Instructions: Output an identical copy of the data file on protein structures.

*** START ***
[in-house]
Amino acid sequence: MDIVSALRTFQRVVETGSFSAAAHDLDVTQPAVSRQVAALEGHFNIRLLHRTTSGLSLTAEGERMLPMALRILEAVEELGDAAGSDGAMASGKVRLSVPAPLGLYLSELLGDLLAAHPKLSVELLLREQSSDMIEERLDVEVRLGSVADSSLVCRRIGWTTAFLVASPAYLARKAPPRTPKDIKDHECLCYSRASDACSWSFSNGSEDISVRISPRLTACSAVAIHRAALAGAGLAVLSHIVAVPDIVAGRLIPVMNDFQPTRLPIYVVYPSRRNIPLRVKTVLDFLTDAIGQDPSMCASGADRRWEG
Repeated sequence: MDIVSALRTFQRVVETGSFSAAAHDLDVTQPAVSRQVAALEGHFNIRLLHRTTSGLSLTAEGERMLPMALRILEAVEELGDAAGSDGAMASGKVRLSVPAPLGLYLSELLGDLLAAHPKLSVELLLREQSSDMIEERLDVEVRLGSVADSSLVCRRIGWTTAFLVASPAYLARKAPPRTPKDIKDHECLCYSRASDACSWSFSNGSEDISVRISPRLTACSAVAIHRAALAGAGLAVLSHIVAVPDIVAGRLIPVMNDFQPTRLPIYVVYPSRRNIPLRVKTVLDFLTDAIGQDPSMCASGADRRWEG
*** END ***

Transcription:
[in-house]
Amino acid sequence: MDIVSALRTFQRVVETGSFSAAAHDLDVTQPAVSRQVAALEGHFNIRLLHRTTSGLSLTAEGERMLPMALRILEAVEELGDAAGSDGAMASGKVRLSVPAPLGLYLSELLGDLLAAHPKLSVELLLREQSSDMIEERLDVEVRLGSVADSSLVCRRIGWTTAFLVASPAYLARKAPPRTPKDIKDHECLCYSRASDACSWSFSNGSEDISVRISPRLTACSAVAIHRAALAGAGLAVLSHIVAVPDIVAGRLIPVMNDFQPTRLPIYVVYPSRRNIPLRVKTVLDFLTDAIGQDPSMCASGADRRWEG
Repeated sequence: MDIVSALRTFQRVVETGSFSAAAHDLDVTQPAVSRQVAALEGHFNIRLLHRTTSGLSLTAEGERMLPMALRILEAVEELGDAAGSDGAMASGKVRLSVPAPLGLYLSELLGDLLAAHPKLSVELLLREQSSDMIEERLDVEVRLGSVADSSLVCRRIGWTTAFLVASPAYLARKAPPRTPKDIKDHECLCYSRASDACSWSFSNGSEDISVRISPRLTACSAVAIHRAALAGAGLAVLSHIVAVPDIVAGRLIPVMNDFQPTRLPIYVVYPSRRNIPLRVKTVLDFLTDAIGQDPSMCASGADRRWEG